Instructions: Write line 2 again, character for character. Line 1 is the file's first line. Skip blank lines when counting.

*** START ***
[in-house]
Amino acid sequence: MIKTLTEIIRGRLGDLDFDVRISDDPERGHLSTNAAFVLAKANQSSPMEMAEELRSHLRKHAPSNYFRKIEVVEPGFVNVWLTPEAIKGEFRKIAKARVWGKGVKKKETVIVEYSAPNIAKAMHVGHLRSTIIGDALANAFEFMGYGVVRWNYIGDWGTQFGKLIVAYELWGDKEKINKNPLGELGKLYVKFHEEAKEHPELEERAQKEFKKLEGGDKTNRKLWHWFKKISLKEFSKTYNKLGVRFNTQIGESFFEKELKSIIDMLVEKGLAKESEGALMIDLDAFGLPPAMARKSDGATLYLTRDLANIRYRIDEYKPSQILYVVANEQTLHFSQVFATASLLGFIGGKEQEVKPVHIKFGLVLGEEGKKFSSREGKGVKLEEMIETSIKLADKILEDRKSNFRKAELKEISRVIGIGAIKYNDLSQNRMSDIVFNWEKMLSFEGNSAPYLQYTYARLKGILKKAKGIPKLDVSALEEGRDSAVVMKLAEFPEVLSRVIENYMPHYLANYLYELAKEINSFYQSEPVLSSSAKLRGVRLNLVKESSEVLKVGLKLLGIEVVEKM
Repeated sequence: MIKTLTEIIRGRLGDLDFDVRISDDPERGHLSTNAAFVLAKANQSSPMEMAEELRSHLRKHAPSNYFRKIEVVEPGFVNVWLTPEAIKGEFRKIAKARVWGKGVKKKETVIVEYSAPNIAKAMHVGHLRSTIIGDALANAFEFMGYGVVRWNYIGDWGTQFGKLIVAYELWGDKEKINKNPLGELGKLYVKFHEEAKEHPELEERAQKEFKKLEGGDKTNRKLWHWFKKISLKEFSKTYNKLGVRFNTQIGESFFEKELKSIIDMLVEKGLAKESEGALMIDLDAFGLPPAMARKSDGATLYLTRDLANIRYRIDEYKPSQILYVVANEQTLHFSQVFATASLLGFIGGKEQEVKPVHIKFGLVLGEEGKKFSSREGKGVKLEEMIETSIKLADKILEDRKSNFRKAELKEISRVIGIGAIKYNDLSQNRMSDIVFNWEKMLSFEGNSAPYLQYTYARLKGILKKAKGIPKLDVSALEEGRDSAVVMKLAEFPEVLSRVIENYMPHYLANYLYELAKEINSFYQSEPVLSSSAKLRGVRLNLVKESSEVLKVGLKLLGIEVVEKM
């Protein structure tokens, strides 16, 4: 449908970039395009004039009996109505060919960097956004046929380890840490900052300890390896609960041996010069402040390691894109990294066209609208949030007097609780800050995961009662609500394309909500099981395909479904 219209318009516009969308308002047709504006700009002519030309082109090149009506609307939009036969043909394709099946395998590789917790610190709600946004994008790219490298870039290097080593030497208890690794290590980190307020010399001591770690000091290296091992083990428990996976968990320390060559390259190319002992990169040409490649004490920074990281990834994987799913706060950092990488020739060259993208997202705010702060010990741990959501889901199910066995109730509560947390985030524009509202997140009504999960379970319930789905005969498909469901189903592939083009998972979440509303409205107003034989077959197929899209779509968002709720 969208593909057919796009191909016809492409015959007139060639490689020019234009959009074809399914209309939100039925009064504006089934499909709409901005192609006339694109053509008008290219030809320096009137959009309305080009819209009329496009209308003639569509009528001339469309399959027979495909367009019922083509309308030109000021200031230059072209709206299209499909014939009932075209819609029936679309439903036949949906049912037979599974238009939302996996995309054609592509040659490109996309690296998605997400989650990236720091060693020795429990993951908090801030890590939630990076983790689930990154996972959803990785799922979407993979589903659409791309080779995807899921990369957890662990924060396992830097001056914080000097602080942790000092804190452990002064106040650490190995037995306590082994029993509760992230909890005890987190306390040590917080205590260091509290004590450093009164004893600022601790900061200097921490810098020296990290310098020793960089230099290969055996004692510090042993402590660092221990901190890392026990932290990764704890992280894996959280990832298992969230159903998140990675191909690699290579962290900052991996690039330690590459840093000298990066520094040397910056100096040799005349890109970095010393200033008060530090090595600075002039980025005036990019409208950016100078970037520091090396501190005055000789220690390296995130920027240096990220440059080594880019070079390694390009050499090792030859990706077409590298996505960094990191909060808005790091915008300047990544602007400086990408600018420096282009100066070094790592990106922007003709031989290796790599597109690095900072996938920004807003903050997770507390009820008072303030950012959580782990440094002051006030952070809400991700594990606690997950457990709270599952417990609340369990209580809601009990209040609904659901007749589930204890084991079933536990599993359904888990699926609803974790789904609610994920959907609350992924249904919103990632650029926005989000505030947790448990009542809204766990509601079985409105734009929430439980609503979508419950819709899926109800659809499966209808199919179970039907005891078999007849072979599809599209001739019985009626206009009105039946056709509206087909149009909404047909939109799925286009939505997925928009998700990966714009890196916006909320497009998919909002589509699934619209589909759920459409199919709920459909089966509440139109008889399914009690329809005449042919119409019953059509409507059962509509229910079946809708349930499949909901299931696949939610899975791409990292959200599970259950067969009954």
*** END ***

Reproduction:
Amino acid sequence: MIKTLTEIIRGRLGDLDFDVRISDDPERGHLSTNAAFVLAKANQSSPMEMAEELRSHLRKHAPSNYFRKIEVVEPGFVNVWLTPEAIKGEFRKIAKARVWGKGVKKKETVIVEYSAPNIAKAMHVGHLRSTIIGDALANAFEFMGYGVVRWNYIGDWGTQFGKLIVAYELWGDKEKINKNPLGELGKLYVKFHEEAKEHPELEERAQKEFKKLEGGDKTNRKLWHWFKKISLKEFSKTYNKLGVRFNTQIGESFFEKELKSIIDMLVEKGLAKESEGALMIDLDAFGLPPAMARKSDGATLYLTRDLANIRYRIDEYKPSQILYVVANEQTLHFSQVFATASLLGFIGGKEQEVKPVHIKFGLVLGEEGKKFSSREGKGVKLEEMIETSIKLADKILEDRKSNFRKAELKEISRVIGIGAIKYNDLSQNRMSDIVFNWEKMLSFEGNSAPYLQYTYARLKGILKKAKGIPKLDVSALEEGRDSAVVMKLAEFPEVLSRVIENYMPHYLANYLYELAKEINSFYQSEPVLSSSAKLRGVRLNLVKESSEVLKVGLKLLGIEVVEKM